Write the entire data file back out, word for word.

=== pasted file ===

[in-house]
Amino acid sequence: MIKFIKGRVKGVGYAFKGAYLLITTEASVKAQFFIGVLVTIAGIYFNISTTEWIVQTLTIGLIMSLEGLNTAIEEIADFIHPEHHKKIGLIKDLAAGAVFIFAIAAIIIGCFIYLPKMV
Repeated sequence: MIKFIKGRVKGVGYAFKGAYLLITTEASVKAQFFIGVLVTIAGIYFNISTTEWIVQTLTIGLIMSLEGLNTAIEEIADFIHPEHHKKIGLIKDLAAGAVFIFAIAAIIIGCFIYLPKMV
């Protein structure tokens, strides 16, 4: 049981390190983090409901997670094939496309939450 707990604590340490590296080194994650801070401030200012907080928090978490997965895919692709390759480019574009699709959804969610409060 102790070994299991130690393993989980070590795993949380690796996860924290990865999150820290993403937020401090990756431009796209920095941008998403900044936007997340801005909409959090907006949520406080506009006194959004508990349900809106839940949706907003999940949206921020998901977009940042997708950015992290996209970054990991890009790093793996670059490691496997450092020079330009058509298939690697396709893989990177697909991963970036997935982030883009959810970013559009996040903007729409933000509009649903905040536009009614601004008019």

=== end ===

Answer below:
[in-house]
Amino acid sequence: MIKFIKGRVKGVGYAFKGAYLLITTEASVKAQFFIGVLVTIAGIYFNISTTEWIVQTLTIGLIMSLEGLNTAIEEIADFIHPEHHKKIGLIKDLAAGAVFIFAIAAIIIGCFIYLPKMV
Repeated sequence: MIKFIKGRVKGVGYAFKGAYLLITTEASVKAQFFIGVLVTIAGIYFNISTTEWIVQTLTIGLIMSLEGLNTAIEEIADFIHPEHHKKIGLIKDLAAGAVFIFAIAAIIIGCFIYLPKMV
């Protein structure tokens, strides 16, 4: 049981390190983090409901997670094939496309939450 707990604590340490590296080194994650801070401030200012907080928090978490997965895919692709390759480019574009699709959804969610409060 102790070994299991130690393993989980070590795993949380690796996860924290990865999150820290993403937020401090990756431009796209920095941008998403900044936007997340801005909409959090907006949520406080506009006194959004508990349900809106839940949706907003999940949206921020998901977009940042997708950015992290996209970054990991890009790093793996670059490691496997450092020079330009058509298939690697396709893989990177697909991963970036997935982030883009959810970013559009996040903007729409933000509009649903905040536009009614601004008019």